Everyone just threw a fit when we deleted our Facebook page and one guy, Jon Loomer I think said, “Well it looks like Facebook is your second biggest source of traffic, you are going to lose all that.” Wrong. You know where our Facebook traffic comes from? Other people sharing our content on Facebook.
Us sharing it on a Facebook page because of the algorithm or what have you, did nothing. So, instead of us doing the promoting of our content, we put it out there and it’s the people who share it that get the traction and send us the traffic.
So the ultimate point of this article is that people will only go back to trusting people they actually know and what they have to say. But what does content marketing accomplish, Robert? It gives you a legion of real people, who share and recommend to other real people, and that’s been the point all along. That’s why we lead with content instead of some BS influence or marketing play, where we paying off Kim Kardashian to say nice things about Rainmaker. Not that that would work anyway. What do you think about this Robert?
Robert Bruce: He makes a note under the sub-head of the same thing as his headline. He says, “Clearly the pendulum swung back to traditional word-of-mouth and away from “the wisdom of the crowds.” The wisdom of the crowds is a whole other thing but I think it’s right.
Brian Clark: He kind of mixes some metaphors there.
Robert Bruce: Yeah, right. Right. But I think it’s as simple and complicated as that first word in social media, which is “social.” You know, thinking about things like, “How would you treat your customers in a real-world situation? How do you treat your friends? How do you treat your family? These are social relationships and that’s a little bit different of course, when applied to business, but it’s relatively the same thing. You treat them as good as you can. As well as you are able. You treat them with respect and you give them what they are asking for, as far as you are able. So in one sense it’s really simple that way.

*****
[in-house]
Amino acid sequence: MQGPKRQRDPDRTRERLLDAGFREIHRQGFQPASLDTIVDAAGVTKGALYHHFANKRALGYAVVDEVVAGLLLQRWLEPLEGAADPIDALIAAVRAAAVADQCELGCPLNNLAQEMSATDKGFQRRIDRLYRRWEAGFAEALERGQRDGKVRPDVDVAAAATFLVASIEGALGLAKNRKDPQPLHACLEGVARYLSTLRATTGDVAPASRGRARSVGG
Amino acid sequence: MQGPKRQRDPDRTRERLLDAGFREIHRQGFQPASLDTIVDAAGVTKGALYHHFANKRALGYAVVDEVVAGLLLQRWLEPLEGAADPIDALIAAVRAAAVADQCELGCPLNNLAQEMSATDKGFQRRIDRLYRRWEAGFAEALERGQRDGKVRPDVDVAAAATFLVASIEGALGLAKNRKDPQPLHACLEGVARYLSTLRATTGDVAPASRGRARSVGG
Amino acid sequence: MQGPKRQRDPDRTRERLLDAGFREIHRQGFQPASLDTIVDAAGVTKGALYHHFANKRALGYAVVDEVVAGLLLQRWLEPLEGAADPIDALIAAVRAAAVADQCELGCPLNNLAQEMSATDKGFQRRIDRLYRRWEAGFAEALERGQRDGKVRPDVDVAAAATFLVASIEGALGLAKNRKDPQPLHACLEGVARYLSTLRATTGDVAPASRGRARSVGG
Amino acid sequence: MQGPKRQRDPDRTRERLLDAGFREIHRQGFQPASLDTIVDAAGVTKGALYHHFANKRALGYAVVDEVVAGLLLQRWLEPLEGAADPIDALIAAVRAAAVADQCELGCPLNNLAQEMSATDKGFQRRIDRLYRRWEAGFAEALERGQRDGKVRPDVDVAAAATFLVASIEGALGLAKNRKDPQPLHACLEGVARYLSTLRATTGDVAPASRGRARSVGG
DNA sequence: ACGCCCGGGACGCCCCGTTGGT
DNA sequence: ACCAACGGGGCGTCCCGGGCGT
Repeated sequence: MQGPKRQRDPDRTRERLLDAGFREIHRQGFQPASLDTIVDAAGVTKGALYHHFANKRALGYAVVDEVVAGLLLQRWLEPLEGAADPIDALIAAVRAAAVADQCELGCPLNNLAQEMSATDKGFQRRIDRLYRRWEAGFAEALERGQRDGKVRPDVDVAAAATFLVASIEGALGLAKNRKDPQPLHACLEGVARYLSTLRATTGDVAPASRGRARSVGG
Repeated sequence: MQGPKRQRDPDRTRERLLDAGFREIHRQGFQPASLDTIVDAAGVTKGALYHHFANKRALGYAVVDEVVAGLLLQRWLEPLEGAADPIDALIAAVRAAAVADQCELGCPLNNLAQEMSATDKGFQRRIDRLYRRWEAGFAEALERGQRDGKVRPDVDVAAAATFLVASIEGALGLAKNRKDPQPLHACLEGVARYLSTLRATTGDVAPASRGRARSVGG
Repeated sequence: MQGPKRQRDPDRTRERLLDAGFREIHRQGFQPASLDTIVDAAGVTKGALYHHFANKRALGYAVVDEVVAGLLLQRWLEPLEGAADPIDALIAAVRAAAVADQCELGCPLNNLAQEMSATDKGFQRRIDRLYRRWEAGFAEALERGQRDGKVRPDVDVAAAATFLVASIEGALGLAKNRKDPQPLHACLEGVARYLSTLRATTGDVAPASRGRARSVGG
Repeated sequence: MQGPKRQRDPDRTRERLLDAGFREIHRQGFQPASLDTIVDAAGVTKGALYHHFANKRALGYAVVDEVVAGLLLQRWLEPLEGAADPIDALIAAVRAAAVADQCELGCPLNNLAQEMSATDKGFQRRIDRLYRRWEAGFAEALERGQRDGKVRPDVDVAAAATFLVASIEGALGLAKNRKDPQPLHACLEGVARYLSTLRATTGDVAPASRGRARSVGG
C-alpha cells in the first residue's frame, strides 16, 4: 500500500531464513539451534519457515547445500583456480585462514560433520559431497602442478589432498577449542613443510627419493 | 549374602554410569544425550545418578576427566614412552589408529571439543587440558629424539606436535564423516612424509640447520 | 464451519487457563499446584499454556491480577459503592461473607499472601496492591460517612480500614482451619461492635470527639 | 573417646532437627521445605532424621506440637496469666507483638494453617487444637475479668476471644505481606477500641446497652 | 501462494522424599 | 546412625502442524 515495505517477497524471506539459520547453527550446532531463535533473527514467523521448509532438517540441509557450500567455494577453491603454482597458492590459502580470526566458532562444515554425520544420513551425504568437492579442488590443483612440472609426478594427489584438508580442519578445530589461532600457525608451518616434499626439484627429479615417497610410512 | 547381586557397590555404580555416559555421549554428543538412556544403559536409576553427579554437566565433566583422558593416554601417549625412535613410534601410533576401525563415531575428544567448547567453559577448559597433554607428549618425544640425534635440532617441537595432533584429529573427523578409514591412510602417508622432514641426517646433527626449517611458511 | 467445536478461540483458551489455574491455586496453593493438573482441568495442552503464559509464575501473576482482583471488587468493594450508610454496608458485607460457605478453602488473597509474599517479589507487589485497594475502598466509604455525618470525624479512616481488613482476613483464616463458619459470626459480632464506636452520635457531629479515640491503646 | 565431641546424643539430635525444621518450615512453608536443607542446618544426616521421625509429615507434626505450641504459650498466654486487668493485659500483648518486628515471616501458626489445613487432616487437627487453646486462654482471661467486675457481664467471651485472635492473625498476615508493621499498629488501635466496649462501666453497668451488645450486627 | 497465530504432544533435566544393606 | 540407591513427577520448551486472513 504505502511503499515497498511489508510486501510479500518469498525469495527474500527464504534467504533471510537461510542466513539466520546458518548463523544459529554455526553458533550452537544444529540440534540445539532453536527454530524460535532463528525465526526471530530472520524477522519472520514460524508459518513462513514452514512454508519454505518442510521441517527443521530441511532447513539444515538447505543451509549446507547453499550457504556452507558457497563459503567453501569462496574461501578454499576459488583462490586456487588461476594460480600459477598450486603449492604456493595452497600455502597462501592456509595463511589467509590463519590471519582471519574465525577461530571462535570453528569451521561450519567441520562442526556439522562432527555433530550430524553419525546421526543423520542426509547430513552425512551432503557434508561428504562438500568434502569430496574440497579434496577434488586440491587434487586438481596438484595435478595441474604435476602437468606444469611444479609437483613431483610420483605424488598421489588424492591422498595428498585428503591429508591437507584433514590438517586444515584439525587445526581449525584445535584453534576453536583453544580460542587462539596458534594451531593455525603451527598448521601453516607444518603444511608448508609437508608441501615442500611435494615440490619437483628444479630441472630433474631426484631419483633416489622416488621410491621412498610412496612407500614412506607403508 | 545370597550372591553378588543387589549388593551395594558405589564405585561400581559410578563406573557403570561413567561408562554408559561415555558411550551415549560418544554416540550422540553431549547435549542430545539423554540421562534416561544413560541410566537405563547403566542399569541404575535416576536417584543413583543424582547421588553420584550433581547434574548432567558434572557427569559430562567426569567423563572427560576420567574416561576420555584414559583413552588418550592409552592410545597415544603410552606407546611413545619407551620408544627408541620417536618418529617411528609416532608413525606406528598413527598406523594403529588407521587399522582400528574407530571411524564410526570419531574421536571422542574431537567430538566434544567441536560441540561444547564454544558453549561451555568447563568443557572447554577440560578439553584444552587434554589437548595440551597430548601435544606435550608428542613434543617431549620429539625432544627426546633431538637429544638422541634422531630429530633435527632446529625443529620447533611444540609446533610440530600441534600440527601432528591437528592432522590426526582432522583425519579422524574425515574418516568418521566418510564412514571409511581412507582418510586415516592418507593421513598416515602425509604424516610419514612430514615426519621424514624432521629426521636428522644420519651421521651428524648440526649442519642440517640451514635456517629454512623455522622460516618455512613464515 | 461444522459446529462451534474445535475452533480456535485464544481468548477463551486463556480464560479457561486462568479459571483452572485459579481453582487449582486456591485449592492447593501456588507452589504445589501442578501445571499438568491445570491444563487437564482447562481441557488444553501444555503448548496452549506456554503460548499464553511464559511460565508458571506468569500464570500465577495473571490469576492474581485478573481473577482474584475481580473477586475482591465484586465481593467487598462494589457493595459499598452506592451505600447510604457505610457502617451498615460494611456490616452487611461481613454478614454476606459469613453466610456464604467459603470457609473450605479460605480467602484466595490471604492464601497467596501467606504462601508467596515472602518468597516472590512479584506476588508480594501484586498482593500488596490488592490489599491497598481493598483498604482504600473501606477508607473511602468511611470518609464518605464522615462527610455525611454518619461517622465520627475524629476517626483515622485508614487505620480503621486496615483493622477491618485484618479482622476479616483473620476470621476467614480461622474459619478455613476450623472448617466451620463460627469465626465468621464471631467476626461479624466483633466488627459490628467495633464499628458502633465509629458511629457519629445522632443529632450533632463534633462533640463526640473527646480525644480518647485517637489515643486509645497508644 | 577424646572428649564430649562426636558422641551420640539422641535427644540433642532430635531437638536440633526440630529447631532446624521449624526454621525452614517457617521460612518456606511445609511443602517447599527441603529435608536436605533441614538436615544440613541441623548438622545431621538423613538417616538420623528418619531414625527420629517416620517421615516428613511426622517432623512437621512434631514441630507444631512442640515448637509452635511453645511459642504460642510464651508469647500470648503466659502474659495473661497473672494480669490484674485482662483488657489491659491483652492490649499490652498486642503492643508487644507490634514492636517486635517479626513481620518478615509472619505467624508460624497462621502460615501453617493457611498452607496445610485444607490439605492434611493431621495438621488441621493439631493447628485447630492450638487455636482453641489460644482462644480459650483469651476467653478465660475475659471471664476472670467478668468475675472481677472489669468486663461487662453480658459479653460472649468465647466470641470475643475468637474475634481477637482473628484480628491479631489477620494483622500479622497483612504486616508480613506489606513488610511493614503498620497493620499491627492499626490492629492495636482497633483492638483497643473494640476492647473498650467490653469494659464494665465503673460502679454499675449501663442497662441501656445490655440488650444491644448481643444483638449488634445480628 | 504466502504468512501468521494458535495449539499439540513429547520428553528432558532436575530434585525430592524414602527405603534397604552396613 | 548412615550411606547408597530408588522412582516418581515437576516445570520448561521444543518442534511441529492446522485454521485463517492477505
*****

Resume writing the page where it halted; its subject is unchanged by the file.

Brian Clark: Yeah and I think it ties back into what we have been talking about with the power of podcasting because of the ability to hear someone’s actual voice and get clues that you don’t get from text and things like that. I have heard it called “the warmth of podcasting” but it’s a real person, hopefully sharing real valuable information. And again, some of the podcasters that have the most loyal audience that anyone has ever seen and it’s kind of amazing.
So it’s content that gets distribution and you did promise five articles, so we are going to touch on that topic real quick, right at the end. But content gets distributed, which leads to trust in the content brand and the authors of that content.
You know, Google may have killed Authorship but the fundamental principle of it is sound. People want to hear from people, and they want to feel that it’s an authentic exchange, as opposed to trying to figure out what the motive is. So as opposed to objective journalism, content marketing is inherently biased and you should just be loud and proud about that because at least I know where you are coming from. You are not pretending to not be a human being. We all have biases one way or another, whether we are even aware of them.
How To Grow Your Audience When Momentum is Flatlining
Robert Bruce: All right. Yeah. Last one. Let’s touch on this really quick. This is super simple but I like it because it throws a little salt into the stew.
Gary Veynerchuk writes this great article, “How to Scale Your Content After Your Numbers “Peak”.” And he goes through a little bit of an intro here but his answer to this is distribution.
Brian Clark: This is what social media is for. I mean, conversation, yes, customer support, by necessity, because people use it that way, but for content products, social media is distribution. Gary has a couple of answers here that echo what we have been saying on this show for years.